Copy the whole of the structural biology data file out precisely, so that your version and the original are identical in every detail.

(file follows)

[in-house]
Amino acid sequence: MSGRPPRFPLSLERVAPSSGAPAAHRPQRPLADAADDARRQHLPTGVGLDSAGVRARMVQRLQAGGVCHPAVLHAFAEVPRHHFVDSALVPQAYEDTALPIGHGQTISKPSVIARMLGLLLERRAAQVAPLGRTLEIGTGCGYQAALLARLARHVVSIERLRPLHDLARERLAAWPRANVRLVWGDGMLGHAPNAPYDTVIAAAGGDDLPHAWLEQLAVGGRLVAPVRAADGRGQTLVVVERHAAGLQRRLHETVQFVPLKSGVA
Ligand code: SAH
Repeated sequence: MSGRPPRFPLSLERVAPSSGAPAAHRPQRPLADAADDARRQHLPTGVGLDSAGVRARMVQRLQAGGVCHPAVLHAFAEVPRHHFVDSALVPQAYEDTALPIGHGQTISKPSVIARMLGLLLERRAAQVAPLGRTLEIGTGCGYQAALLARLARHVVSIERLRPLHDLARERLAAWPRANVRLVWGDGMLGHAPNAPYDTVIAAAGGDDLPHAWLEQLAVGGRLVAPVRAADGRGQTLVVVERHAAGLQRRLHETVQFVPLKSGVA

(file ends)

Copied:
[in-house]
Amino acid sequence: MSGRPPRFPLSLERVAPSSGAPAAHRPQRPLADAADDARRQHLPTGVGLDSAGVRARMVQRLQAGGVCHPAVLHAFAEVPRHHFVDSALVPQAYEDTALPIGHGQTISKPSVIARMLGLLLERRAAQVAPLGRTLEIGTGCGYQAALLARLARHVVSIERLRPLHDLARERLAAWPRANVRLVWGDGMLGHAPNAPYDTVIAAAGGDDLPHAWLEQLAVGGRLVAPVRAADGRGQTLVVVERHAAGLQRRLHETVQFVPLKSGVA
Ligand code: SAH
Repeated sequence: MSGRPPRFPLSLERVAPSSGAPAAHRPQRPLADAADDARRQHLPTGVGLDSAGVRARMVQRLQAGGVCHPAVLHAFAEVPRHHFVDSALVPQAYEDTALPIGHGQTISKPSVIARMLGLLLERRAAQVAPLGRTLEIGTGCGYQAALLARLARHVVSIERLRPLHDLARERLAAWPRANVRLVWGDGMLGHAPNAPYDTVIAAAGGDDLPHAWLEQLAVGGRLVAPVRAADGRGQTLVVVERHAAGLQRRLHETVQFVPLKSGVA